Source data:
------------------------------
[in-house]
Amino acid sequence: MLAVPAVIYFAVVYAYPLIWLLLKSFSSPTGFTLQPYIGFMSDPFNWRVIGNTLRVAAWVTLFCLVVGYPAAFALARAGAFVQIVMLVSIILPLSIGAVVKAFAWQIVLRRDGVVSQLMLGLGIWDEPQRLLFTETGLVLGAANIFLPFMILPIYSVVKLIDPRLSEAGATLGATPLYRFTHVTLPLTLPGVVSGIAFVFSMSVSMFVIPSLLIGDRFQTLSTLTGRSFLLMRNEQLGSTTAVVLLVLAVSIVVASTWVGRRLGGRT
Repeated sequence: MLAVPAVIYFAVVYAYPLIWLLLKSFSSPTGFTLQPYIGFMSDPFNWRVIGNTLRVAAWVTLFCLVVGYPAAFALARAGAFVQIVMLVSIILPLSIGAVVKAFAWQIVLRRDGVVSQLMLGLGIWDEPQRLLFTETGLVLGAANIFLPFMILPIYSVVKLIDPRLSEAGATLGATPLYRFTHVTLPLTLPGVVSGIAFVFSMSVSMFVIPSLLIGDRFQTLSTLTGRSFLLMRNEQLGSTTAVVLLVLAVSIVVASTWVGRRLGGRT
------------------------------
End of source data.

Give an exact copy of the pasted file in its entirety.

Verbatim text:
[in-house]
Amino acid sequence: MLAVPAVIYFAVVYAYPLIWLLLKSFSSPTGFTLQPYIGFMSDPFNWRVIGNTLRVAAWVTLFCLVVGYPAAFALARAGAFVQIVMLVSIILPLSIGAVVKAFAWQIVLRRDGVVSQLMLGLGIWDEPQRLLFTETGLVLGAANIFLPFMILPIYSVVKLIDPRLSEAGATLGATPLYRFTHVTLPLTLPGVVSGIAFVFSMSVSMFVIPSLLIGDRFQTLSTLTGRSFLLMRNEQLGSTTAVVLLVLAVSIVVASTWVGRRLGGRT
Repeated sequence: MLAVPAVIYFAVVYAYPLIWLLLKSFSSPTGFTLQPYIGFMSDPFNWRVIGNTLRVAAWVTLFCLVVGYPAAFALARAGAFVQIVMLVSIILPLSIGAVVKAFAWQIVLRRDGVVSQLMLGLGIWDEPQRLLFTETGLVLGAANIFLPFMILPIYSVVKLIDPRLSEAGATLGATPLYRFTHVTLPLTLPGVVSGIAFVFSMSVSMFVIPSLLIGDRFQTLSTLTGRSFLLMRNEQLGSTTAVVLLVLAVSIVVASTWVGRRLGGRT